9 Grammatical Pitfalls


[dih-spair] /dɪˈspɛər/
loss of hope; hopelessness.
someone or something that causes hopelessness:
He is the despair of his mother.
verb (used without object)
to lose, give up, or be without hope (often followed by of):
to despair of humanity.
verb (used with object)
Obsolete. to give up hope of.
Origin of despair
1275-1325; Middle English despeir (noun), despeiren (v.) < Anglo-French despeir, Old French despoir (noun), despeir-, tonic stem of desperer (v.) < Latin dēspērāre to be without hope, equivalent to dē- de- + spērāre to hope, derivative of spēs hope
Related forms
despairer, noun
self-despair, noun
undespaired, adjective
1. gloom, disheartenment. Despair, desperation, despondency, discouragement, hopelessness refer to a state of mind caused by circumstances that seem too much to cope with. Despair suggests total loss of hope, which may be passive or may drive one to furious efforts, even if at random: in the depths of despair; courage born of despair. Desperation is usually an active state, the abandonment of hope impelling to a furious struggle against adverse circumstances, with utter disregard of consequences: an act of desperation when everything else had failed. Despondency is a state of deep gloom and disheartenment: a spell of despondency. Discouragement is a loss of courage, hope, and ambition because of obstacles, frustrations, etc.: His optimism yielded to discouragement. Hopelessness is a loss of hope so complete as to result in a more or less permanent state of passive despair: a state of hopelessness and apathy.
1. hope. Unabridged
Based on the Random House Dictionary, © Random House, Inc. 2015.
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Examples from the web for despair
  • There was also the doom-and-gloom despair, the despondency that prevailed in the place.
  • The problem is, each experiences it in isolation, which only exacerbates the sense of hopelessness and despair.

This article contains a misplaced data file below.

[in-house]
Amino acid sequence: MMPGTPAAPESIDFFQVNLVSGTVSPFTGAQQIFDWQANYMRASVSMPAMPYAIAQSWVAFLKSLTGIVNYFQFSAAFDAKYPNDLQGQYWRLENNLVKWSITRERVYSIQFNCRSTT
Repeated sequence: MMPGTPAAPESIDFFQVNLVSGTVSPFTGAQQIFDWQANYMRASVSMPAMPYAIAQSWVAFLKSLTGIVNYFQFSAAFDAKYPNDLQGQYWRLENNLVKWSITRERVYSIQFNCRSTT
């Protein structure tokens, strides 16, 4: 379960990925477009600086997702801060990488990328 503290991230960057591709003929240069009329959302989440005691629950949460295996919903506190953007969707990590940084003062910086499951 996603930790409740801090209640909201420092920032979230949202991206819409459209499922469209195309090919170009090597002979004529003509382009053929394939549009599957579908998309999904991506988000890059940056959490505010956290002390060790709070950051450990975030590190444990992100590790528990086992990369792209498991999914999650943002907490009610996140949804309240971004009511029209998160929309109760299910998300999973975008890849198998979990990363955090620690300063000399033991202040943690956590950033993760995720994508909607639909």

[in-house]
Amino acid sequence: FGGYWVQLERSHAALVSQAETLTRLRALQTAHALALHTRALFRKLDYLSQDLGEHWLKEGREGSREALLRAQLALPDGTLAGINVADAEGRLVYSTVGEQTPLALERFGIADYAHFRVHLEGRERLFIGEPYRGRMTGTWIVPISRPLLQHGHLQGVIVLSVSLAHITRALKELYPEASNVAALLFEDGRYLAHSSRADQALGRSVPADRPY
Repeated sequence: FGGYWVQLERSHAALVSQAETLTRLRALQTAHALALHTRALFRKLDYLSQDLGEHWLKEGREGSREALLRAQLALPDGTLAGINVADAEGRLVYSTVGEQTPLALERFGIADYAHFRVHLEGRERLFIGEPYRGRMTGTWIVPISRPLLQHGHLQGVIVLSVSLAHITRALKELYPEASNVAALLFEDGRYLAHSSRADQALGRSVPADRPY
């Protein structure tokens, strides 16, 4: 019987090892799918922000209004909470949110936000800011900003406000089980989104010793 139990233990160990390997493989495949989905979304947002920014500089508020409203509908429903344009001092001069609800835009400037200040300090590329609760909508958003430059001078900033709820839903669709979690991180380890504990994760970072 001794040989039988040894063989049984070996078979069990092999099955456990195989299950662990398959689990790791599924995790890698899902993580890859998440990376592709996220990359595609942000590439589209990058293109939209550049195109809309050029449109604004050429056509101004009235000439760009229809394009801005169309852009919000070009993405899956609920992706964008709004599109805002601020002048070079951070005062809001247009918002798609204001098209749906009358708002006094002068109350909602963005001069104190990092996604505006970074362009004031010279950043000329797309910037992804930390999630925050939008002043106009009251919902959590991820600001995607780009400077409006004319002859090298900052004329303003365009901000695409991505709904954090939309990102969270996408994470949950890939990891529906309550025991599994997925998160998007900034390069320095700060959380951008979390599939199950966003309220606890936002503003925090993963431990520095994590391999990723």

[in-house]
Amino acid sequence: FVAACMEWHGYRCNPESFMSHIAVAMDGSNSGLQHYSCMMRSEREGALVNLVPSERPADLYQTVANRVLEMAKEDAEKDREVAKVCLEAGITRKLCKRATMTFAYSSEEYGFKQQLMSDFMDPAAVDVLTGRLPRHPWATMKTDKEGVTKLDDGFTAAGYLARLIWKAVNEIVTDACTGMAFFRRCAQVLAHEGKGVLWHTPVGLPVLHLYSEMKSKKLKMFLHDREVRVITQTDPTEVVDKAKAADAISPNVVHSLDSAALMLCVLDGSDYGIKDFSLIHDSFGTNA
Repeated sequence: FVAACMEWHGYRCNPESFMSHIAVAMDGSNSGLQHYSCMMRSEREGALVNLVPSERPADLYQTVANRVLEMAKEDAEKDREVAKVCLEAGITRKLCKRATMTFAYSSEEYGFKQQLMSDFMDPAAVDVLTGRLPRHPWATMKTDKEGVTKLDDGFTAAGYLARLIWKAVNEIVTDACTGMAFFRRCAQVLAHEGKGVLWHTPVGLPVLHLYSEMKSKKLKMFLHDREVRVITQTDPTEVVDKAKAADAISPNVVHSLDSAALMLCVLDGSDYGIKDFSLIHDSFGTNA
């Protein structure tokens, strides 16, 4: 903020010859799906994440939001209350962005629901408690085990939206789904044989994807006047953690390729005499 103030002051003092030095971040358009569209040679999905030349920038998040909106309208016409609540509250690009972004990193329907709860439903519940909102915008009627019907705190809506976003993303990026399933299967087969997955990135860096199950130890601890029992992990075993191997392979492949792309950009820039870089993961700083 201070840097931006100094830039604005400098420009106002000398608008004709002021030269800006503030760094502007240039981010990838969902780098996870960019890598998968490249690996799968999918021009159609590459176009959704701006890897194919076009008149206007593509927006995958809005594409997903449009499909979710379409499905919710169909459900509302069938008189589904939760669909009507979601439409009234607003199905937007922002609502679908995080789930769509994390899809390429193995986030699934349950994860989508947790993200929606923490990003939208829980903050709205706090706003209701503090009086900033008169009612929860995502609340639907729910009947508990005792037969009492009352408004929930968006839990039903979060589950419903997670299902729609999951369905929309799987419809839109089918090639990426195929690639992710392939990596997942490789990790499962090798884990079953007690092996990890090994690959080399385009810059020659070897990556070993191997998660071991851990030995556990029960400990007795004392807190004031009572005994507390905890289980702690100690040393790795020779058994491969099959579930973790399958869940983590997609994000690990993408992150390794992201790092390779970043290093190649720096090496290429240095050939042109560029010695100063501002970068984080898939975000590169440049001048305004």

• So don't despair, the right partner will come along eventually; it's just a matter of being in the right place at the right time.
  • One can only despair, and try to prepare for a diminished future.
  • But today in our literature, and especially in our theater, we're in danger of running despair into the ground.
  • Associative leaps prevail, and soon the narrator winds up in a fit of existential despair.
  • Hope is oxygen to someone who is suffocating on despair.
  • But if you never attended a liberal-arts college, don't despair.
  • The despair is what I find truly painful to read.
  • Today as we leave Yale a sense of frustration and despair overwhelms us.
British Dictionary definitions for despair


(intransitive) often foll by of. to lose or give up hope: I despair of his coming
(transitive) (obsolete) to give up hope of; lose hope in
total loss of hope
a person or thing that causes hopelessness or for which there is no hope
Word Origin
C14: from Old French despoir hopelessness, from desperer to despair, from Latin dēspērāre, from de- + spērāre to hope
Collins English Dictionary - Complete & Unabridged 2012 Digital Edition
© William Collins Sons & Co. Ltd. 1979, 1986 © HarperCollins
Publishers 1998, 2000, 2003, 2005, 2006, 2007, 2009, 2012
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Word Origin and History for despair

early 14c., from stem of Old French desperer "be dismayed, lose hope, despair," from Latin desperare "to despair, to lose all hope," from de- "without" + sperare "to hope," from spes "hope" (see speed). Related: Despaired; despairing; despairingly.


c.1300, from Anglo-French despeir, Old French despoir, from desperer (see despair (v.)). Replaced native wanhope.

Online Etymology Dictionary, © 2010 Douglas Harper
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